I loathe rye bread. Really, truly do not understand it.
It’s either so dense it’s a brick, miserable and damp, or it’s sliced so delicately, it crumbles on contact, disappearing into a mass of crumbs, so quickly and comprehensively that it’s hard to believe it ever formed a loaf. I spent one miserable afternoon cutting countless slices of the thinnest rye bread into tiny triangles to top with smoked salmon for a garden party, more rye crumbling from the sandwiches than staying on them.
How do you write a food blog post when the world is falling apart?
Like most of the world, or at least the world I inhabit, I sat frozen in front of the television in the early hours of Wednesday morning, feeling stupefied and stupid. Unoriginally, I felt like I was watching some kind of dystopian satire; the conclusion, so unexpected, was foregone by 6am.
This week has been a week for hibernating. The moment the clocks going back feels almost Cinderella-esque to me: at the stroke of midnight, darkness descends like a blanket, and I want to run away and hide. My mornings are so early that I don’t feel the benefit of the brighter starts, but feel keenly the gloom of my journeys home, my dark grocery shops, and my tentative steps out of the house any time after about 4pm.
I made my first wedding cake this week. It was, without doubt, the most nerve-wracking bake I have ever done, and could probably even compete with some of my scarier criminal cases in the nail-biting stakes.
This week has seen our household knocked down by colds. Nothing actually serious, but instead that dreary, endless low-level poorliness that struggles to justify time off or desertion of duties. We have armed ourselves with lemsip and positive mental attitudes, as if we can think ourselves well. My desk is a graveyard of balsam tissues and vitamin blister packs. But there is only one thing that has made me really feel a bit better: porridge.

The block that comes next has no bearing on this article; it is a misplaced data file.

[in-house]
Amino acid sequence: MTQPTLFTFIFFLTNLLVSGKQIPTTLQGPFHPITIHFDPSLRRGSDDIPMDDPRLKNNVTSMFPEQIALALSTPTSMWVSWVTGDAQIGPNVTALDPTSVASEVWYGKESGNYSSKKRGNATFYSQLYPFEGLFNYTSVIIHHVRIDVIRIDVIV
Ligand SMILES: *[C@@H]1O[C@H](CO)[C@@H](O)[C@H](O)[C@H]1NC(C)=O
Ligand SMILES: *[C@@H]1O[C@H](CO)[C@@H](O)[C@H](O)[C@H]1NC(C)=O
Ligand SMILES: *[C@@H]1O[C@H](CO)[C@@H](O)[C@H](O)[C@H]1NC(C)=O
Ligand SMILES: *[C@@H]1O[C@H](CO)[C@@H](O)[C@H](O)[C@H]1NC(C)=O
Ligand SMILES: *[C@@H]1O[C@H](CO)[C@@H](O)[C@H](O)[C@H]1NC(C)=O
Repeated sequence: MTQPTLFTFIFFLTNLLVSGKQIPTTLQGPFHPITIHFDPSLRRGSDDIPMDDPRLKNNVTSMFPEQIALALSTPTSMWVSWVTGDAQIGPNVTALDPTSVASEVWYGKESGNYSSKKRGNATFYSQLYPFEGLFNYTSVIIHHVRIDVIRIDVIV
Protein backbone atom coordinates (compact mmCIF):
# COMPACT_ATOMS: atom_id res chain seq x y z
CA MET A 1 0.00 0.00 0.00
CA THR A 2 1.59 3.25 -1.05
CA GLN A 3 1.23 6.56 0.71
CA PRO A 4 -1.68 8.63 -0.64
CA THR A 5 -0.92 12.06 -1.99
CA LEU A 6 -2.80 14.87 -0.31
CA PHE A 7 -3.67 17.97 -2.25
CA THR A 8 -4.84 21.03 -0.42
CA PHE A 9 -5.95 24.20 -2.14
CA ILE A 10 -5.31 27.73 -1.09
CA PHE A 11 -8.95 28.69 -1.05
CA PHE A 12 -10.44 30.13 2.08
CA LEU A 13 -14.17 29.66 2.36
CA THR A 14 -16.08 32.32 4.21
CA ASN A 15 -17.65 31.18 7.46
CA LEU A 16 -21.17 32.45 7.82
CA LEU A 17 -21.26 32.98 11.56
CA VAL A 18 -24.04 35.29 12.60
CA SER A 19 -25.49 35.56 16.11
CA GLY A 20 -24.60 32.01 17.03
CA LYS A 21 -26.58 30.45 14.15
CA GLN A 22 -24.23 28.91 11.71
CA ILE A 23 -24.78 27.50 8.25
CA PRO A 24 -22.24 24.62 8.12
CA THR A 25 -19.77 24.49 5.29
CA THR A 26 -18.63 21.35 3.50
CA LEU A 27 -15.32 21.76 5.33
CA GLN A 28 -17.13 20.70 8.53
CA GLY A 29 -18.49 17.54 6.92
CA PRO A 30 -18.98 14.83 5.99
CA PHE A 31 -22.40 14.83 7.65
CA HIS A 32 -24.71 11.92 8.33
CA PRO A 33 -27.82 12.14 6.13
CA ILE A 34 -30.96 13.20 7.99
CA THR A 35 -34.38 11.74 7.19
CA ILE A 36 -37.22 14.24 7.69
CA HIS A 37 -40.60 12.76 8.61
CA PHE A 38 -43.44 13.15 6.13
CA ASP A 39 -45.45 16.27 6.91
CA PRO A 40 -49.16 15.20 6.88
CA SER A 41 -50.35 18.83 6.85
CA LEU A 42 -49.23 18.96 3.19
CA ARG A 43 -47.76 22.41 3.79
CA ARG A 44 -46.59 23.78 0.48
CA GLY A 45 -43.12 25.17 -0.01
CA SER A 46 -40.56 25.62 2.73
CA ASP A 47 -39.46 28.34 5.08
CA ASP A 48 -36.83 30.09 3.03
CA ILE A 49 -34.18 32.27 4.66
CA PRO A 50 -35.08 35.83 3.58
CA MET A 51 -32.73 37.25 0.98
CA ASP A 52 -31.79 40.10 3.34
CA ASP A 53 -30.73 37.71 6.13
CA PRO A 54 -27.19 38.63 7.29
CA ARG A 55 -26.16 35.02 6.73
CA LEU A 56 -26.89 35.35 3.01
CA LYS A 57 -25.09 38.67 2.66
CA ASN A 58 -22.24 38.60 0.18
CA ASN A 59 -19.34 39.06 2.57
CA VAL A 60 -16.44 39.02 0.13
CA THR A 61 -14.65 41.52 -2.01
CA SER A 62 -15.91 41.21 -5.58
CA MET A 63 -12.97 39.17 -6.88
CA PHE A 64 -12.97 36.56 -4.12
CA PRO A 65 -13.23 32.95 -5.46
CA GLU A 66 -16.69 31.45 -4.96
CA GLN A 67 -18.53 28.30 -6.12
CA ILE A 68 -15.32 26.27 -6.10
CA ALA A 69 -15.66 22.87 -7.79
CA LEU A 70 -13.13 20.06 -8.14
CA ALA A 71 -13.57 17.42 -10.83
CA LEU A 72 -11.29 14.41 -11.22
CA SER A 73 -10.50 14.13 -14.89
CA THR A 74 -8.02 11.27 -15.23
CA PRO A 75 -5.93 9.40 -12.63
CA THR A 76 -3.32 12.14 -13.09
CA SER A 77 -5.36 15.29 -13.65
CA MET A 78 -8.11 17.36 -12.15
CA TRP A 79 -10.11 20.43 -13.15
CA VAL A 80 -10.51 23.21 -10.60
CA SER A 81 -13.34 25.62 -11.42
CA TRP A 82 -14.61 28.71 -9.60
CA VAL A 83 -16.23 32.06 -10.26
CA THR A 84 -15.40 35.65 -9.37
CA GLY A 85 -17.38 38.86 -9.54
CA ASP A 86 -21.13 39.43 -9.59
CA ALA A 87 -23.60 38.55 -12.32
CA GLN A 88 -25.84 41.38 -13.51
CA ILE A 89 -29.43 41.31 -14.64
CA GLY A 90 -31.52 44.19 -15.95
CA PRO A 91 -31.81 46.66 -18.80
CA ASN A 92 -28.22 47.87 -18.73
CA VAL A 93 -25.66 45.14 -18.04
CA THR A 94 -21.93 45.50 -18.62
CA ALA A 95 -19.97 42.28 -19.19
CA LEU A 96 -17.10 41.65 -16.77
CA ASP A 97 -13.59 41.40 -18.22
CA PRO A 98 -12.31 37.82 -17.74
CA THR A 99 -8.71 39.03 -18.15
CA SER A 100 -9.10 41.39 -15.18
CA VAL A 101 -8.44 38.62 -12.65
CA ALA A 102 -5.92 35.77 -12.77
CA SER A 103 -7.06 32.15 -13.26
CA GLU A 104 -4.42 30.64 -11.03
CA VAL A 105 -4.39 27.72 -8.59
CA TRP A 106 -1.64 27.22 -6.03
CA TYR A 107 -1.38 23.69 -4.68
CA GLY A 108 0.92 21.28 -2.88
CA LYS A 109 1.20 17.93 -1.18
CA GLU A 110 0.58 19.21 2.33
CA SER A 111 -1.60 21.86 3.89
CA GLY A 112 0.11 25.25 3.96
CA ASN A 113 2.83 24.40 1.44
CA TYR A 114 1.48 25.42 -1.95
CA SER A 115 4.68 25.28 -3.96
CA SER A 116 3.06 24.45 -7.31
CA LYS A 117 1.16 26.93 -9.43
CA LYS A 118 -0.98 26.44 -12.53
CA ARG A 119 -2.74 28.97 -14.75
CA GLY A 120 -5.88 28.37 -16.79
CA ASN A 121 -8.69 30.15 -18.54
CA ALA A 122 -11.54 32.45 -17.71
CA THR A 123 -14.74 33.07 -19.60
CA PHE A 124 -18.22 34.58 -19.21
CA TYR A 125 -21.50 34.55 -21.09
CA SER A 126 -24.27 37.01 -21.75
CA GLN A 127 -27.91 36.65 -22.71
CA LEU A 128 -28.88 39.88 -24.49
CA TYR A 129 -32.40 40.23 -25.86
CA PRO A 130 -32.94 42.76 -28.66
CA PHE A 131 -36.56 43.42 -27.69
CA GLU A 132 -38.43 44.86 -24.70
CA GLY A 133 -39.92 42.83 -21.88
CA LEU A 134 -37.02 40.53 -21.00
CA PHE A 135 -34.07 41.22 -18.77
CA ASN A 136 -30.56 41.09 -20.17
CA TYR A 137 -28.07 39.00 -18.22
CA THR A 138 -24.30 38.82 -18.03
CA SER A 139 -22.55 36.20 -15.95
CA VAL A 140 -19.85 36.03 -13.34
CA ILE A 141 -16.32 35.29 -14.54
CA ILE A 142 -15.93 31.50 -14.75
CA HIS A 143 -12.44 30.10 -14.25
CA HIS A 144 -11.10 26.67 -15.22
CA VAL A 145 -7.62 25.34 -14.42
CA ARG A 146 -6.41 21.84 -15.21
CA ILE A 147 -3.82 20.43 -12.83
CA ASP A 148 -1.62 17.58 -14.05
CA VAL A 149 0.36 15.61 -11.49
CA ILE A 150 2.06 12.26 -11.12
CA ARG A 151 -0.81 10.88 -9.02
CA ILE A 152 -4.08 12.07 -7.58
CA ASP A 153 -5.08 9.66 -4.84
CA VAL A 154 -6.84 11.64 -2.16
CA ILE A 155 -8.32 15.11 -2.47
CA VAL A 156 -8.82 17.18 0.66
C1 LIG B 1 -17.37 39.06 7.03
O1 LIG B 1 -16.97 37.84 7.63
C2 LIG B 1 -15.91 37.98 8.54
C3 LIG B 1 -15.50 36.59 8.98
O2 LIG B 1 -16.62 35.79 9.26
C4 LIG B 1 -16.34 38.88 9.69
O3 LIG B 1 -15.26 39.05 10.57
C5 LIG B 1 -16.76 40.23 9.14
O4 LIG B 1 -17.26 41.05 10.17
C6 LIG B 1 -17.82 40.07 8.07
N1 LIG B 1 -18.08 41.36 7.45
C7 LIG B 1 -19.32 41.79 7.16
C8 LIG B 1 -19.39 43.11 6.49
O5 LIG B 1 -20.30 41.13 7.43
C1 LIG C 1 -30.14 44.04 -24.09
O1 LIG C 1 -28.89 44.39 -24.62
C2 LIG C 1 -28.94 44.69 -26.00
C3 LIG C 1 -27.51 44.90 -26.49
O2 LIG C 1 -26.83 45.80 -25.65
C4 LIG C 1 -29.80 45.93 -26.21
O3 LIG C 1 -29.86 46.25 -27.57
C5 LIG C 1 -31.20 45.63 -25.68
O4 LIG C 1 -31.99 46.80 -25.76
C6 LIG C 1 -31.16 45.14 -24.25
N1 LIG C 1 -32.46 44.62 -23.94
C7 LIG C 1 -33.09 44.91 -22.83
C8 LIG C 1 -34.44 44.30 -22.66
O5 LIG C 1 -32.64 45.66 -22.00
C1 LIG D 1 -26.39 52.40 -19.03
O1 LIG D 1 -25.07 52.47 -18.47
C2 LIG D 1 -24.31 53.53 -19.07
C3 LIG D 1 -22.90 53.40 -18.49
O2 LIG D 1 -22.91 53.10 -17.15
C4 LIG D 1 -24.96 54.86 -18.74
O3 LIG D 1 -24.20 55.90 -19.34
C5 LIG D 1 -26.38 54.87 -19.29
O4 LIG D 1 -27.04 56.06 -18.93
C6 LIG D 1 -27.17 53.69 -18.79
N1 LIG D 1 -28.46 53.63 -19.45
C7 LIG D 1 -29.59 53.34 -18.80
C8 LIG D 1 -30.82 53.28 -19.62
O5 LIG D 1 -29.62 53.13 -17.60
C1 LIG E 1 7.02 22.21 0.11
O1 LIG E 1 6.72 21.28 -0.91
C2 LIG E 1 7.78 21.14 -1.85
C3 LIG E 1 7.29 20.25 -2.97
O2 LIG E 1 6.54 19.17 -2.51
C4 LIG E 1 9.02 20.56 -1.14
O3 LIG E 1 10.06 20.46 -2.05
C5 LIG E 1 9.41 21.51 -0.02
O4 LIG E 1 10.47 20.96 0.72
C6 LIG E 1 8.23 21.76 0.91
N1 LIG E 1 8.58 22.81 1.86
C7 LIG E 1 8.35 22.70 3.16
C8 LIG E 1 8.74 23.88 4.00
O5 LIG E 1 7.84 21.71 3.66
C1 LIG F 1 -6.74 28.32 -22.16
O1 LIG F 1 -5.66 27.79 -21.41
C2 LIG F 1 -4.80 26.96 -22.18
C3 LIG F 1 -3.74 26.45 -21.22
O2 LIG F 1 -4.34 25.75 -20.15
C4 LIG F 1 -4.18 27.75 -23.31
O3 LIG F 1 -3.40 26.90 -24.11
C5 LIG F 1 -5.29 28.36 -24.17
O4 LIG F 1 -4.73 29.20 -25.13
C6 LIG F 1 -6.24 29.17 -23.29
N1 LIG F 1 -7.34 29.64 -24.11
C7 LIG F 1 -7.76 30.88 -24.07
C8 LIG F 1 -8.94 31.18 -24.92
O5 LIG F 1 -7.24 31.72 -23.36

This soup was, to be frank, a catalogue of disasters. I am not sure that I’ve ever got into such a mess making such a simple dish. It is therefore testament to how fantastically satisfying and delicious it is that, rather than write off this weekend’s culinary escapades and do my very best to repress all memories of them, I’ve instead chosen to immortalise it in this blog post.
By the time you read this, I will have undergone and, I hope, survived, my first technical lecture, my first demonstration, and my first practical of the school year, and already have blithely moved on, and be up to my elbows in mousseline and crème pâtissière. But right now I am a wibbling wreck of nerves and inadequacy; right now I am just a girl standing in front of a patisserie course asking it not to burn her.
Two years ago, Sam and I visited Siena on holiday. And since then, Siena has been my favourite place in the world.
It’s quieter than Tuscany’s biggest city, Florence. It has a breathtaking palazzo, an incredible Gothic cathedral, sleepy streets lined with even sleepier wine bars. I thought it was unbelievably romantic the moment I saw it. And I discovered, soon after arriving, that it’s home to some of Italy’s best food. So when we found out we would be returning to Florence for a wedding this September, it needed no discussion: we were going back to Siena.
A couple of weeks ago I made blackberry vinegar, and since then I’ve been looking for just about any excuse to use it.
This is the perfect vehicle for that condiment. It would, I should say, be a glorious dish, even without the vinegar. It’s dark and moody and autumnal, but light enough to eat whilst the weather still occasionally throws an uncomfortably humid day at us. But it is brought to life by the blackberry vinegar: the combination of the crunchy, salty duck skin with the sweetsour, fruity vinegar is perfect.
Last week was the wedding of two of my closest friends.
We’ve been friend ten years almost to the day; we’ve been friends through engagements and bereavements, we’ve shared drunk tears and sober laughter. We’ve read the same books, we’ve held the same babies, and we’ve watched the same people get married. They are so inextricably a part of my life and who I am.